Commodity hedging could help provinces manage sudden swings from surplus to deficit: CIBC

Commodity hedging could help provinces manage sudden swings from surplus to 
deficit: CIBC 
Provincial performance gap narrows as volatile resource markets dampen outlook 
for some regions, while budding U.S. recovery lifts others 
TORONTO, Jan. 29, 2013 /CNW/ - Canada's resource-rich provinces whose fortunes 
have been dampened by commodity price swings should consider hedging against 
those risks, even if it means giving up part of the revenue windfall when 
prices are high, notes a new report from CIBC World Markets Inc. 
Canada's "resource bounty has in the past decade been a big winner for 
government coffers. But resources are called cyclicals for a reason, and 
provincial finance ministers are now acutely aware that a bountiful surplus 
can turn into a gaping deficit in a hurry when commodity prices slip," says 
Chief Economist Avery Shenfeld at CIBC in the latest Economic Insights report. 
"The result is that fiscal outcomes in any one year are highly uncertain, 
leaving finance ministers struggling to explain why they held spending lean 
when revenues were gushing in, or why a deficit suddenly emerged and forced 
borrowing up in the process." 
In the corporate world, strategies for protecting revenues against adverse 
swings in commodity prices are routinely used and could be similarly applied 
by governments, says Mr. Shenfeld.  "To smooth out the bumps and allow time 
to adjust" to new commodity prices, resource producers and buyers "typically 
use derivative markets to hedge against some of the price risks in the near 
term, giving up some of the upside in exchange for protection against large 
adverse swings. 
"There's no reason why provinces couldn't do the same, locking in a range for 
current year fiscal results, and giving time to make adjustments in revenue or 
expenditure policies in the following year's fiscal plan should the resource 
price trend persist. That would clearly be preferable to surprising the bond 
market with in-year borrowing changes, or rushing to make mid-year spending 
swings that might not be optimal on other public policy grounds." 
Provincial sensitivities to commodity price swings can be dramatic, the report 
notes. For example, a $10 per barrel drop in oil costs Alberta $2.2 billion in 
its fiscal bottom line, and hits Saskatchewan and Newfoundland by nearly $200 
million each. "Provinces also have exposures to other commodities including 
potash and natural gas. The revenues at risk not only include direct royalties 
but also land sales and corporate income taxes that are correlated with 
underlying commodities." 
Mr. Shenfeld notes that provinces are already using hedging strategies to 
manage interest rates and currency risk by swapping foreign-denominated debt 
into Canadian dollar obligations, as well as to use other "instruments to lock 
in favourable rates when the market is ripe." 
Mr. Shenfeld adds that hedging strategies "aren't cut and dried decisions, nor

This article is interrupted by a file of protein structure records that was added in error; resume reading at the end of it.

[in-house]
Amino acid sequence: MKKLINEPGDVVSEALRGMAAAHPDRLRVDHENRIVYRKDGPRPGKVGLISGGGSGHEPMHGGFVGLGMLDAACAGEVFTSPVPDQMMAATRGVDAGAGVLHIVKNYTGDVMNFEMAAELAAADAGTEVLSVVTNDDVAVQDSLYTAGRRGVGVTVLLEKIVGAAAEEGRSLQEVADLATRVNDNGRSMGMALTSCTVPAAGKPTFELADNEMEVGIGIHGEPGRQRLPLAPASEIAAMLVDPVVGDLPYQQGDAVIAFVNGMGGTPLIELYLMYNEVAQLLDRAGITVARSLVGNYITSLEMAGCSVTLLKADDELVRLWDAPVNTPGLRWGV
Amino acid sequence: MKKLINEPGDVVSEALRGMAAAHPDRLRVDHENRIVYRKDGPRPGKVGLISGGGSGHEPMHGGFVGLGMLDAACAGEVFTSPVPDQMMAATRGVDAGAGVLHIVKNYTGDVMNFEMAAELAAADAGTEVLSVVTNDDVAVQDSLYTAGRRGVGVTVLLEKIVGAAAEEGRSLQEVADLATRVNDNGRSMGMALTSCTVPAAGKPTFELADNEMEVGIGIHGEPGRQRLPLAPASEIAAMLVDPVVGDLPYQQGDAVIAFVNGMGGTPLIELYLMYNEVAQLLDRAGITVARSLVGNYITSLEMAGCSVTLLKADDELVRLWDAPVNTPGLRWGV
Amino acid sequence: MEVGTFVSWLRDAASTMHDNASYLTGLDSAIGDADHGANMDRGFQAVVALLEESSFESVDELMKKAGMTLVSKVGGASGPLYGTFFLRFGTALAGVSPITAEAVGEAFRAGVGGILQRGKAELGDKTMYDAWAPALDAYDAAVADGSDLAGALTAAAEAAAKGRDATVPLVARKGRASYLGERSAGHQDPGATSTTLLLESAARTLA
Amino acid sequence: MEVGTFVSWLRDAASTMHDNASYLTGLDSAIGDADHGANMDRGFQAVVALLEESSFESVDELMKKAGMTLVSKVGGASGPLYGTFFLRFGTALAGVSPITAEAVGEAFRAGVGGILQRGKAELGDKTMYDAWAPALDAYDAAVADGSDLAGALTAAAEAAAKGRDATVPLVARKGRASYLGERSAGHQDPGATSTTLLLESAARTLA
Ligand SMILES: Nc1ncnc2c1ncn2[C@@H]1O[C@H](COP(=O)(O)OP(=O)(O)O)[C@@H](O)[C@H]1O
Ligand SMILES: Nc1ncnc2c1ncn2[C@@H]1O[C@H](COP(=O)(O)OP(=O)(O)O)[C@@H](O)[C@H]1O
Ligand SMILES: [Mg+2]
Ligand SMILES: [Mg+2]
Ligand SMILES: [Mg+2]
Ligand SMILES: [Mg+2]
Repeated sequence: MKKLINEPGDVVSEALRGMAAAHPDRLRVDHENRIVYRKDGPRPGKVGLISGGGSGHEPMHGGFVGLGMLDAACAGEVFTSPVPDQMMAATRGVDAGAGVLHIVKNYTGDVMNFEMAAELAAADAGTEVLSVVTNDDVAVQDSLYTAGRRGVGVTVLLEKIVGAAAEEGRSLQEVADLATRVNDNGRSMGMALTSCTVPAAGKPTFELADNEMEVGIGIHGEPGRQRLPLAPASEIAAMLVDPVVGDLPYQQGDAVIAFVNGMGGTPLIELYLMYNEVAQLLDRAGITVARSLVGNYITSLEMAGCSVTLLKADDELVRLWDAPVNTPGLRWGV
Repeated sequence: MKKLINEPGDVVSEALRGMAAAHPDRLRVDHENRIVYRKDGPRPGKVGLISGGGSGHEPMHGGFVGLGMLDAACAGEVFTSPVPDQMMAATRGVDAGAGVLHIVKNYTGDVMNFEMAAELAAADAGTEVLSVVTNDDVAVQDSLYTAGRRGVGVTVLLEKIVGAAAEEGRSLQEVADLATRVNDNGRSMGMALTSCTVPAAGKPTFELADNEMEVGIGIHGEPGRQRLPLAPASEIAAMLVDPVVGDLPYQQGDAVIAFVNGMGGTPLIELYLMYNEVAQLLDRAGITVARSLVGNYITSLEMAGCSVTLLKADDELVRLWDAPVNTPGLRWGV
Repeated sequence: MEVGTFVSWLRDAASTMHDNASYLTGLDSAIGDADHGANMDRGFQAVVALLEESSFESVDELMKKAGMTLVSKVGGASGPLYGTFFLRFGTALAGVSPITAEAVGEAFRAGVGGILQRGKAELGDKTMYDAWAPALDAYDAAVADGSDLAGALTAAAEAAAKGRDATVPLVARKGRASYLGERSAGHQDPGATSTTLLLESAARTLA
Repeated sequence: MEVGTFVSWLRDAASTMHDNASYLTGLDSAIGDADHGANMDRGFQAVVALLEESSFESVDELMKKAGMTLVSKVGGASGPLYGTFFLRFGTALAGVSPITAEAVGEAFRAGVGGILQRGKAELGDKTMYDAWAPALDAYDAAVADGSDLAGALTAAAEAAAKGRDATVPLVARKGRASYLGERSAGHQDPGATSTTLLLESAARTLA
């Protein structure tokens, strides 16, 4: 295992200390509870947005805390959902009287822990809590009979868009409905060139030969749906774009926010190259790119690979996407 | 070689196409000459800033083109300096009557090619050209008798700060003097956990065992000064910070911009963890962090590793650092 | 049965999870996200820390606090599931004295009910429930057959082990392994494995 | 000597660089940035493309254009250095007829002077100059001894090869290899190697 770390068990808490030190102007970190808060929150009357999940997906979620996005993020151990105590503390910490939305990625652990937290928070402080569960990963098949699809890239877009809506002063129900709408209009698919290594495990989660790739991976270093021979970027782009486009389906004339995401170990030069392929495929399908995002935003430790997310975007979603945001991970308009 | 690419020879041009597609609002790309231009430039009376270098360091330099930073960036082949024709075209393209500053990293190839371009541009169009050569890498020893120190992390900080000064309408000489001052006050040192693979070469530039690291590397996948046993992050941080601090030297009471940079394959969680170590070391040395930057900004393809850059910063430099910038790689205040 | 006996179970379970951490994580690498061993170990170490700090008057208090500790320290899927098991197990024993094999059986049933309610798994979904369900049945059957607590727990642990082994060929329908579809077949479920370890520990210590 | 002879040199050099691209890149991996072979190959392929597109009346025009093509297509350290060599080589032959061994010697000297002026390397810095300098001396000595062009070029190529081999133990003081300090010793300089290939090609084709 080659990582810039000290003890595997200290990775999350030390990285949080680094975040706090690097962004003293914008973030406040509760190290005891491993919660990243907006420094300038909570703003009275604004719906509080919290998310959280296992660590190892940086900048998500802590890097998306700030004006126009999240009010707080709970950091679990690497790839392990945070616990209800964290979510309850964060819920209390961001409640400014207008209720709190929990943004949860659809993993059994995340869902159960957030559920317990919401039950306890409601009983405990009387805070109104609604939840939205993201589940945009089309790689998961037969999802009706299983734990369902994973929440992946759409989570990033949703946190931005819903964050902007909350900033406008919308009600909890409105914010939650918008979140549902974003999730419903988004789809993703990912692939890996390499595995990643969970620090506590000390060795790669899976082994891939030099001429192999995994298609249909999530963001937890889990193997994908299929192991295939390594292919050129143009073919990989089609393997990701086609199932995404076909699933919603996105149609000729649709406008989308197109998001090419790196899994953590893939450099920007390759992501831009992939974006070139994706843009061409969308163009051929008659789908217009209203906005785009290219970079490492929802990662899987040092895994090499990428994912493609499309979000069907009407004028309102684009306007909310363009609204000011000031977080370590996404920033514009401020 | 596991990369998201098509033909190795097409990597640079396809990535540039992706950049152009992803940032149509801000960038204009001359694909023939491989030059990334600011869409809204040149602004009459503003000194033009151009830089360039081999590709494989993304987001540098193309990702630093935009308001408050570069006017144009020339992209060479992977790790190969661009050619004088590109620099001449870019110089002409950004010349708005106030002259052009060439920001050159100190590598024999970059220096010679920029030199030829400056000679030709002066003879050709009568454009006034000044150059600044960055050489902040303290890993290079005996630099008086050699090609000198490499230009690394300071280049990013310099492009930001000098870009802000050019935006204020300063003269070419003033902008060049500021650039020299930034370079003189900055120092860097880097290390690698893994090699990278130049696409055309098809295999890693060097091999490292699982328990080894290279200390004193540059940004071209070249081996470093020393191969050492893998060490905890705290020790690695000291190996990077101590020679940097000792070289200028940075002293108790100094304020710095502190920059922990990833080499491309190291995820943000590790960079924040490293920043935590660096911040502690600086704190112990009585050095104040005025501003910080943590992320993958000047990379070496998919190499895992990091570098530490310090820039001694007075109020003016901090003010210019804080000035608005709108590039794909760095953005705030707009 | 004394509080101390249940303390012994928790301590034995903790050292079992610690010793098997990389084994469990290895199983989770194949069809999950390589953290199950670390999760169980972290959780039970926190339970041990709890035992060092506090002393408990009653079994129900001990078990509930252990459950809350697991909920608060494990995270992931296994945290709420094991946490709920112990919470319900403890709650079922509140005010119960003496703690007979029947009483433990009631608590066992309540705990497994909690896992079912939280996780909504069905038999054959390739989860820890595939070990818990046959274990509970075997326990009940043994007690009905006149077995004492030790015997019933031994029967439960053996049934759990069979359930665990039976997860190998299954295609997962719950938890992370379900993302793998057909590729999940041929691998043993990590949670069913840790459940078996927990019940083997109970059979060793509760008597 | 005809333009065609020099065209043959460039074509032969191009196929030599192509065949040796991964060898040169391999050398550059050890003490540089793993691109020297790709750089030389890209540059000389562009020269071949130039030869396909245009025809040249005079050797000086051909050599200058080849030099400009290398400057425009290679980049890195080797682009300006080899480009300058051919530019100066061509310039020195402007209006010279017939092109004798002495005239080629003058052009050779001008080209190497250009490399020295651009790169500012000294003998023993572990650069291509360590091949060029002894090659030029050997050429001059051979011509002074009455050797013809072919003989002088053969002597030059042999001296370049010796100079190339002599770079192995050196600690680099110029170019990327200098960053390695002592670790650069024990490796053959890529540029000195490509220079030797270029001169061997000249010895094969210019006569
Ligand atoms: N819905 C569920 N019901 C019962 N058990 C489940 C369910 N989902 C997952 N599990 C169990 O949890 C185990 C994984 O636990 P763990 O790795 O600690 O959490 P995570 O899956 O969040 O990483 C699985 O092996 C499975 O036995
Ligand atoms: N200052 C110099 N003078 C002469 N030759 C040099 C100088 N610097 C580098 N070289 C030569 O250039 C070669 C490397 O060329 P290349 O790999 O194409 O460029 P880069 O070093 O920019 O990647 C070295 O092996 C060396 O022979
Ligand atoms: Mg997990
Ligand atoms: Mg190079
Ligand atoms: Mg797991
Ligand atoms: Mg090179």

is there a one-size-fits-all approach given the variation in exposures and the 
commodities involved. But it's at least worth a serious look by finance 
ministers, and Canadian taxpayers, finding themselves increasingly at the whim 
of volatile resource markets." 
Elsewhere in the report, Senior Economist Warren Lovely and Economist 
Emanuella Enenajor note that a "sideways profile" for some key commodity 
prices could dampen fortunes in the year ahead for Canada's West. 
"Critically, North America's limited pipeline capacity means Alberta crude oil 
is trading at a growing discount to international benchmarks. That has 
triggered a substantial falloff in provincial royalties and, as some recent 
announcements highlight, jeopardizes investment and prospects in the oil 
patch." 
Alongside pipeline constraints, Europe's recession and softness in emerging 
markets "have dimmed the lights in heretofore fast-growing resource rich 
provinces, creating intense fiscal pressure in uncommon places." 
Meanwhile, as commodity related pressures face some regions, a budding U.S. 
recovery is lifting others, resulting in the performance gap narrowing between 
provinces. 
"American domestic demand is in its ascendance, and as we settle into 2013, 
it's the provinces more levered to U.S. consumer and housing market demand 
that are better positioned to ride out less supportive domestic fundamentals 
and uncertainty overseas," note Mr. Lovely and Ms. Enenajor, adding that 
Ontario in particular stands to benefit. 
"Once-slower growing regions like Ontario are seeing economic and fiscal 
fortunes hold up better, with a big assist from a reviving U.S. economy. 
While not exactly redefining Canada's "haves" and "have nots", the provincial 
economic and fiscal playing field is now more evenly balanced than at any time 
in the past decade." 
The complete CIBC World Markets report is available at: 
http://research.cibcwm.com/economic_public/download/eijan13.pdf 
CIBC's wholesale banking business provides a range of integrated credit and 
capital markets products, and investment banking to clients in key financial 
markets in North America and around the world. We provide innovative capital 
solutions and advisory expertise across a wide range of industries as well as 
top-ranked research for our corporate, government and institutional clients. 
Avery Shenfeld, Chief Economist, at 416-594-7356,avery.shenfeld@cibc.ca; 
Emanuella Enenajor, Economist at 416-956-6527,emanuella.enenajor@cibc.ca; 
Warren Lovely, Senior Economist at 416-594-8041,warren.lovely@cibc.com; or 
Tom Wallis, Communications and Public Affairs at 
416-980-4048,tom.wallis@cibc.ca. 
SOURCE: CIBC World Markets 
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CO: Canadian Imperial Bank of Commerce
ST: Ontario
NI: FIN ECO ECOSURV  
-0- Jan/29/2013 12:30 GMT